The Private Equity for Families Blog

What If Facebook Were At Woodstock

Harvard is among the most selective universities in the world. Gaining admittance is a passport to prosperity and elite networks. The waiting list must be as long as the line at the Apple Store at 9:59am on Saturday morning.  How, then, can ten of the most brilliant and well qualified young people in the world lose a place in the class of 2021 because of inappropriate opinions?

No Public Record of Stupidity

In 1969 when I was admitted to college there were only a few ways you could reverse the good fortune of your anticipated matriculation. You could fail to graduate from your high school. You could commit a crime.  You could get lost at Yazgur’s farm never to be seen again.  Even if you were expelled from high school you often could still get your final transcript and the colleges were no wiser.  Everyone expected your opinions to be stupid, uninformed and controversial.  Just ask your parents.  But no one had a public record of those opinions.  Mark Zuckerberg changed that with Facebook which started innocently and has morphed into a powerful tool for marketers and an even more powerful enforcer of conformity.  Young people everywhere are trusting the public forum of social media to interpret their changeling character in the best possible light.  This naiveté is startling to me.  In all forms of social media many colleges and universities find a willing enforcer of group thought and political correctness. The Facebook effect is responsible for major changes in how colleges run from the building names on campus to the mascots and even the relationships between men and women.  Facebook powers a god squad of self-appointed student judges who wield the power of social media to ostracize and create pariahs.  Young people crave inclusion and acceptance so once you are out; there is little chance to get back in.  Social life often stops for the outliers.

Dumbest Smart Guys

In 2017 the power of social media is demonstrated by the Harvard admission denials.  The original user group for Harvard incoming freshman was pretty much what Mark Zuckerberg had envisioned with more than 100 incoming freshman exchanging ideas and observations in a social media attempt at getting to know each other.  The 10 offenders must be the dumbest smart people on the planet because they obviously thought freedom of expression was protected in the next level of that innocent forum.  They revealed themselves to the world as bigots, racists, sexists and they paid the price as they should.

Why Go Public

I have avoided Facebook, Instagram, Twitter and most forms of social media because I see it as an intrusion on my privacy.  Why would I voluntarily publish information about me, my family, my friends, my movements, my grandchildren, my religion, my politics and my vacations?  Off the grid is actually far preferable in a world of cyber-crime, social media punishment and banishment, kidnapping and ransom, identity theft, sexual predation, and hacking and phishing.  This is common sense.  When is going public in a cyber world ever better than remaining private?  Obviously, it is also not a good idea to express your opinion before you arrive at college if that opinion is likely to offend tender sensibilities.  If you want to be popular I recommend a standard litany of standard positions on favorite topics like the travel ban on Muslims, the transcendent rights of any and all minorities, the Russians hacked my high school transcript, the college founder was a slave owner and our mascot gives me nightmares. This will make you popular but you might have sold your soul to Facebook? If Facebook had existed in 1969 the incoming classes of every college on the east coast would have been light by at least 10 men and women.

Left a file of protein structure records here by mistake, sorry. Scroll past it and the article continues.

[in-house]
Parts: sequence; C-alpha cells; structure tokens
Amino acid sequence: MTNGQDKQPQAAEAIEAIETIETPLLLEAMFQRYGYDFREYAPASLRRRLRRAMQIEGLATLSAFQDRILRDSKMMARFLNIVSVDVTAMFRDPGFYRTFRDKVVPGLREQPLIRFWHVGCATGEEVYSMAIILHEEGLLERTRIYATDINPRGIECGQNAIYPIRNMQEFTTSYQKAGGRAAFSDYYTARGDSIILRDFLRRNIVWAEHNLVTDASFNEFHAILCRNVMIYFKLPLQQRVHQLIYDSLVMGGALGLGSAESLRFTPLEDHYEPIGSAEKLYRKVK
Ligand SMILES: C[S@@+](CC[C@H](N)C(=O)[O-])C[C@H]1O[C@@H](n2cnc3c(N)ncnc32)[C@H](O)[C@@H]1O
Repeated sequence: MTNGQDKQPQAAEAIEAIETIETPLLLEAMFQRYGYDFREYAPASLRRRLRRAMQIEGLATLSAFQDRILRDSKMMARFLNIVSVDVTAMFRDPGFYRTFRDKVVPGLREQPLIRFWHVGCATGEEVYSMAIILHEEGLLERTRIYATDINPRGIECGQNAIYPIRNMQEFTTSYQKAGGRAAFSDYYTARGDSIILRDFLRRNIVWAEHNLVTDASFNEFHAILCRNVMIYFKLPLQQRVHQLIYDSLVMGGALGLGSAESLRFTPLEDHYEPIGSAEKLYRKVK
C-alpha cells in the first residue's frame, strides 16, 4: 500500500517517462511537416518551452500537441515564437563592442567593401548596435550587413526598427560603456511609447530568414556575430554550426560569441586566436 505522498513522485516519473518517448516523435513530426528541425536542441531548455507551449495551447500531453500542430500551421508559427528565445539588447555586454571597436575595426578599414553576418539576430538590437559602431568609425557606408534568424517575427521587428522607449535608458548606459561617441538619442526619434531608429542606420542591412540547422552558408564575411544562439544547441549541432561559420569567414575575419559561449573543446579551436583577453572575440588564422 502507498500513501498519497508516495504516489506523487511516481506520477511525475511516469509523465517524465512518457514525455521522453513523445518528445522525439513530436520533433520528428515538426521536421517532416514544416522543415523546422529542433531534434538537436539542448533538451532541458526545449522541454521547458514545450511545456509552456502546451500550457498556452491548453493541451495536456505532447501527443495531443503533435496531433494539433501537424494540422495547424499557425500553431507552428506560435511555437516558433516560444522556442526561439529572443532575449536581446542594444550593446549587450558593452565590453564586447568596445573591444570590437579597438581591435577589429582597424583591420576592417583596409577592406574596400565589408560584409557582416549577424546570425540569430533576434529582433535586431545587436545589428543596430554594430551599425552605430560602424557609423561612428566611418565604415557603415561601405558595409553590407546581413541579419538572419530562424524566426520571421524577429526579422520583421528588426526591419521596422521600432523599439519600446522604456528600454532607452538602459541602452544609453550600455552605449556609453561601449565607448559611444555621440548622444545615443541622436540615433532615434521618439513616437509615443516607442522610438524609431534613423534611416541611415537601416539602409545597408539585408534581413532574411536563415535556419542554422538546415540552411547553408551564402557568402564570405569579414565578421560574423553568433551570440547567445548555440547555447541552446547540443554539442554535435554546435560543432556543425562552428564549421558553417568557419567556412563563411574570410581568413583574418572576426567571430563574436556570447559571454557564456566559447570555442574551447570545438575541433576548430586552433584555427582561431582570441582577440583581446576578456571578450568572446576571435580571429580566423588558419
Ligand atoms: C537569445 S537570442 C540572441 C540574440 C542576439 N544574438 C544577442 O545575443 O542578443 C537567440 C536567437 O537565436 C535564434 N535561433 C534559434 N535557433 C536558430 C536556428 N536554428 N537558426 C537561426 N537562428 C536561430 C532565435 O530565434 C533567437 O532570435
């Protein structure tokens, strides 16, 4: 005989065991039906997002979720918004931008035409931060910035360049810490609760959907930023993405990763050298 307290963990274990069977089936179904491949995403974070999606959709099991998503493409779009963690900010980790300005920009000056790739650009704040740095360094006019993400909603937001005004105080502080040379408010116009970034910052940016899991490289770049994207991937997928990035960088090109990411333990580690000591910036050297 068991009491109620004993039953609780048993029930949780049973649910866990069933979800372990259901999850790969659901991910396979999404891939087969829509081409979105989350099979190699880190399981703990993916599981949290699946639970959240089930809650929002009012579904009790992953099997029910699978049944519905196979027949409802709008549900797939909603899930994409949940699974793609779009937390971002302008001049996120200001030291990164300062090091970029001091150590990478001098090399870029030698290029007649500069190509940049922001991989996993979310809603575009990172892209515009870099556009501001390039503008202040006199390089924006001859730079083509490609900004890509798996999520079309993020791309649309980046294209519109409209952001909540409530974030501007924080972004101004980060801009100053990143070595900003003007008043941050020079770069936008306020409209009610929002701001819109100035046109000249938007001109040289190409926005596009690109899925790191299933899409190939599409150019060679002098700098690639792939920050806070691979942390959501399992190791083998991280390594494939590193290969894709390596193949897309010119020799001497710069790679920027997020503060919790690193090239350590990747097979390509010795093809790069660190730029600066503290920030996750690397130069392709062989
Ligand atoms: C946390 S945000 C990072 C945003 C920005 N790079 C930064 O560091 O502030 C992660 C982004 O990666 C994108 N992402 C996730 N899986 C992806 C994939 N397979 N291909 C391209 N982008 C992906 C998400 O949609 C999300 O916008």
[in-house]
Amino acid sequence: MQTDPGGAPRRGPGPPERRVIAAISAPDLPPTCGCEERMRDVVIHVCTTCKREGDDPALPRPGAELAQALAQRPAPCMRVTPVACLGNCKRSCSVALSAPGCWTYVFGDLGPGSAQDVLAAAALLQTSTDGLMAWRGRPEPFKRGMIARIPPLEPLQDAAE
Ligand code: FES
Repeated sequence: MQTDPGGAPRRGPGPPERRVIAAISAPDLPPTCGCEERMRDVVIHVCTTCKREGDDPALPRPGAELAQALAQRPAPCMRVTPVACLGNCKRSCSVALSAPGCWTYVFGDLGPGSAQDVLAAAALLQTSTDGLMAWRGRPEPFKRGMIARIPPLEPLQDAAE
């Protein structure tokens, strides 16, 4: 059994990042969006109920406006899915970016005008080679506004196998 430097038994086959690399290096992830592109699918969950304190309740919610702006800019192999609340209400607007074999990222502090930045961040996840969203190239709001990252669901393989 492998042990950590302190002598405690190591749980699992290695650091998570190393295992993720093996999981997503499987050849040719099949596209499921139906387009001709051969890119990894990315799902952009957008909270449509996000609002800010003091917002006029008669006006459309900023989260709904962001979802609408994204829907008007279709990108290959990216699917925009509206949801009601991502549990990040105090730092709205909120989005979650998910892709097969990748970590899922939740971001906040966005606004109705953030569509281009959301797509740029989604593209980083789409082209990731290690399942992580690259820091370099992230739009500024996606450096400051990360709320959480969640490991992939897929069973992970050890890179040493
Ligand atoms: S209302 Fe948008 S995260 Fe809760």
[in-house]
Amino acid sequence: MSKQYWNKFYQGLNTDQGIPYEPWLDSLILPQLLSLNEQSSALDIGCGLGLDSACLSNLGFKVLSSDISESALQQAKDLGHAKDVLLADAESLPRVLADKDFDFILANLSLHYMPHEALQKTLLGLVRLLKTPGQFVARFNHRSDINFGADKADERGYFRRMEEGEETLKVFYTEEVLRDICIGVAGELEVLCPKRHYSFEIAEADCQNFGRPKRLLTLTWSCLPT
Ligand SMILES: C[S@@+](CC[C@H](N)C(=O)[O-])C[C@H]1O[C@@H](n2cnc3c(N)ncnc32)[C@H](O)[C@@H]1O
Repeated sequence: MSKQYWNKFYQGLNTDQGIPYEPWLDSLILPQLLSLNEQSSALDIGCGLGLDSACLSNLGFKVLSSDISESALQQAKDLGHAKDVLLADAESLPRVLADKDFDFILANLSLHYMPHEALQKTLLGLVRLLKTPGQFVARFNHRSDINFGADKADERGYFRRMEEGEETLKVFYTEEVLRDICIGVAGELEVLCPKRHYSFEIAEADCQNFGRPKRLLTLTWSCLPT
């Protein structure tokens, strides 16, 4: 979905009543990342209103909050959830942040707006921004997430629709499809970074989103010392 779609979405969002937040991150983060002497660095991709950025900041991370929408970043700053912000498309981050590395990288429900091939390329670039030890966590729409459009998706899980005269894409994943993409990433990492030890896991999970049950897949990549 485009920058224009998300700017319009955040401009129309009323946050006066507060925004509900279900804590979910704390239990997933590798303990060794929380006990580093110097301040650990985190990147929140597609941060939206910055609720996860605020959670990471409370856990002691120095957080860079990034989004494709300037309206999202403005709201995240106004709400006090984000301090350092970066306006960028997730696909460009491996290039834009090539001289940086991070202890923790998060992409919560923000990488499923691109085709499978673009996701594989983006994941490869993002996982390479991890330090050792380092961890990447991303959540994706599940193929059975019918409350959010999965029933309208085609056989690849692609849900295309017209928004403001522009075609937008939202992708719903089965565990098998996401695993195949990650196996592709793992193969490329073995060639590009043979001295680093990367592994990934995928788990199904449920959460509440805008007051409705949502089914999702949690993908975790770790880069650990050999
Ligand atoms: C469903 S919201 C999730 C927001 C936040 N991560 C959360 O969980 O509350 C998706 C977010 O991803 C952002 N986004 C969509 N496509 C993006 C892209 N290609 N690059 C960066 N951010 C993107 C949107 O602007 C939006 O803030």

I came upon a child of God
He was walking along the road
And I asked him where are you going
And this he told me
I’m going on down to Yasgur’s farm
I’m going to join in a rock ‘n’ roll band
I’m going to camp out on the land
I’m going to try an’ get my soul free


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Rob McCreary

Rob McCreary has more than 40 years of transactional experience as an attorney, investment banker and private equity fund manager, and has spent his career in building entrepreneurial organizations with successful track records Founder and chairman of CapitalWorks, he is responsible for developing and maintaining senior relationships with investors and portfolio governance.

This blog represents the views of Rob McCreary and do not reflect those of CapitalWorks or its employees. This blog is not intended as investment advice. Any discussion of a specific security is for illustrative purposes only and should not be relied upon as indicative of such security’s current or future value. Readers should consult with their own financial advisors before making an investment decision.

Private Equity for Families Blog | CapitalWorks Private Equity Cleveland Ohio

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